Uncertainties have existed regarding the systematic induction and management of drug-induced diabetes mellitus (DM). Issues have included the optimal route of administration of the drug, methods of reducing drug toxicosis and mortality, how to induce type-1 versus type-2 DM, and how to manage labile DM in rats. In attempting to induce type-1 DM in Sprague-Dawley rats, we classified hyperglycemic animals as having type-1 DM only if their post-treatment blood ketone concentration was high. We found that multiple doses of alloxan led to significantly higher mortality than did a single dose. A single high dose (200 mg/kg of body weight given intraperitoneally) was the best treatment and led to 70% incidence of type-1 DM and only 10% mortality. In contrast, intravenous administration of similar doses was toxic. Assiduous management of alloxan-induced DM is crucial to avoid severe hypoglycemia from massive insulin release and to avoid diabetic ketoacidosis. Frequent glucose monitoring and appropriate administration of carbohydrate and fluids is necessary during this stage. For long-term management, daily administration of long-acting insulin (glargine) appears to be safe and effective. Rapid-acting insulins reduce glucose concentration rapidly, and must be used with caution. If specific precautions are observed, intraperitoneal administration of high-dose alloxan to laboratory rats leads to a condition that closely resembles human type-1 DM.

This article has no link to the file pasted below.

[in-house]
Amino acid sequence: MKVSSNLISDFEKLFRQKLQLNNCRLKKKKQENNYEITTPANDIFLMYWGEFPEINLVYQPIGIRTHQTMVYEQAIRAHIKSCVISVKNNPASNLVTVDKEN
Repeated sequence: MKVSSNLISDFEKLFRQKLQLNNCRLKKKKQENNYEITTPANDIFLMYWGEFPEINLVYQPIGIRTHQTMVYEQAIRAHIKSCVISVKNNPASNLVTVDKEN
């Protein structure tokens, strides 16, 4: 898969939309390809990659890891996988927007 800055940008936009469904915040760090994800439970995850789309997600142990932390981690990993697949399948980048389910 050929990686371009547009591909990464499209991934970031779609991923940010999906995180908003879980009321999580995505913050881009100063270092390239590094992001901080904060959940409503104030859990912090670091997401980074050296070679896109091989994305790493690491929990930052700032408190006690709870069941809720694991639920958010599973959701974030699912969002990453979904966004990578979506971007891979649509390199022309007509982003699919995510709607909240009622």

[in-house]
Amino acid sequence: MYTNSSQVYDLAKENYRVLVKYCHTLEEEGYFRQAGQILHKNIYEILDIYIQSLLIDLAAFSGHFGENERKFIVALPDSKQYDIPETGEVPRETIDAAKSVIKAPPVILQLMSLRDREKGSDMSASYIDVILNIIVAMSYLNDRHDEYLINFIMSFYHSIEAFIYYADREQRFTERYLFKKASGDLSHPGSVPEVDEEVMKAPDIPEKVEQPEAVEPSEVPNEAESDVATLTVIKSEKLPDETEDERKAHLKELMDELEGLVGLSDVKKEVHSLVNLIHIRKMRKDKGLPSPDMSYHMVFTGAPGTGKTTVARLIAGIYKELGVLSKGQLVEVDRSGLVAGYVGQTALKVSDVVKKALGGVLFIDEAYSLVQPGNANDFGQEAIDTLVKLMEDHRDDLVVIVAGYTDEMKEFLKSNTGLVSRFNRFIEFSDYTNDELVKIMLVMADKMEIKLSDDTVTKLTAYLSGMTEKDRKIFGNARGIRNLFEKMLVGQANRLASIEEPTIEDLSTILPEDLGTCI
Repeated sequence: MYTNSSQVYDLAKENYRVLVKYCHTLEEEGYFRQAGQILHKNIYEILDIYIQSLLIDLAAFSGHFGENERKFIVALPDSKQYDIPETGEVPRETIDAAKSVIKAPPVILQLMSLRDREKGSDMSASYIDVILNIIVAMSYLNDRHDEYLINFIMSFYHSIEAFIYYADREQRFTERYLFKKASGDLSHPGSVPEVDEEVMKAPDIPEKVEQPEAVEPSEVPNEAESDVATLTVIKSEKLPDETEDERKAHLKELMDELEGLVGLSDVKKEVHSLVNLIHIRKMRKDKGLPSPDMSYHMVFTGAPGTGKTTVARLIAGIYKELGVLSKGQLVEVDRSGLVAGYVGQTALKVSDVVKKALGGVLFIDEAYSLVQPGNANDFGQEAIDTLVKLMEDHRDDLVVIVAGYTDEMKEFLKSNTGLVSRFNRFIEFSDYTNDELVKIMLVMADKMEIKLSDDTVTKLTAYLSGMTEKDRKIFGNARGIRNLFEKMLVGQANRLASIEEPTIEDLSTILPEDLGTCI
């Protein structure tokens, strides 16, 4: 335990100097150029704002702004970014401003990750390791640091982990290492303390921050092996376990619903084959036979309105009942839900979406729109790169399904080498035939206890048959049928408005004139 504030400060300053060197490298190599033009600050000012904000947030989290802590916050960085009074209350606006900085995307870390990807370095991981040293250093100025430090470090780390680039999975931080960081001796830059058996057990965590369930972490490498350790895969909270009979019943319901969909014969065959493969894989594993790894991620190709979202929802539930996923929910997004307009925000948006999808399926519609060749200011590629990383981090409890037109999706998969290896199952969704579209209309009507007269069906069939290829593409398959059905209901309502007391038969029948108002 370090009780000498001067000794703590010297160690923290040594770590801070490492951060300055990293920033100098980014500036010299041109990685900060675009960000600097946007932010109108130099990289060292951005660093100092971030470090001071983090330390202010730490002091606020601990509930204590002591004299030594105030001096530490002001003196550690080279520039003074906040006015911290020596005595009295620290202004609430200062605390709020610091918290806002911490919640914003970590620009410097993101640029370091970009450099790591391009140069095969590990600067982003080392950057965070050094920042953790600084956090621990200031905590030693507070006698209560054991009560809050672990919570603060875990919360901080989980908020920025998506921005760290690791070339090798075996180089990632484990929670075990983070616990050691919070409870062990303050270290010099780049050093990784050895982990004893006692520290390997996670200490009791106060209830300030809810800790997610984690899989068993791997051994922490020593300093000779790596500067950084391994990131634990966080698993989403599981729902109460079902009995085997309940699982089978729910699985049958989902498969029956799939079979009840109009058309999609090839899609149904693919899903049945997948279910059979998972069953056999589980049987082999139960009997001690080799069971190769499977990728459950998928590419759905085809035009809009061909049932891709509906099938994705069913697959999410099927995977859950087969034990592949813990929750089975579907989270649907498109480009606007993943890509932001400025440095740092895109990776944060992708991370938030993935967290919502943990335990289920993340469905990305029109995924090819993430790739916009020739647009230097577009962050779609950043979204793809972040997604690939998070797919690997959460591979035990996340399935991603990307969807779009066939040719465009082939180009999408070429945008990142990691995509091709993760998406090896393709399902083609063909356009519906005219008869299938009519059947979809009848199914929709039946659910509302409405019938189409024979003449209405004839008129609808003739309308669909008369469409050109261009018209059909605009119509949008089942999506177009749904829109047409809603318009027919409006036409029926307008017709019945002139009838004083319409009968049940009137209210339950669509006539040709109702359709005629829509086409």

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Document Type: Research Article
Legacy Clinical Research and Technology Center, 1225 NE 2nd Avenue, Portland, Oregon 97232
Publication date: 2004-06-01
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Comparative Medicine (CM), an international journal of comparative and experimental medicine, is the leading English-language publication in the field and is ranked by the Science Citation Index in the upper third of all scientific journals. The mission of CM is to disseminate high-quality, peer-reviewed information that expands biomedical knowledge and promotes human and animal health through the study of laboratory animal disease, animal models of disease, and basic biologic mechanisms related to disease in people and animals.
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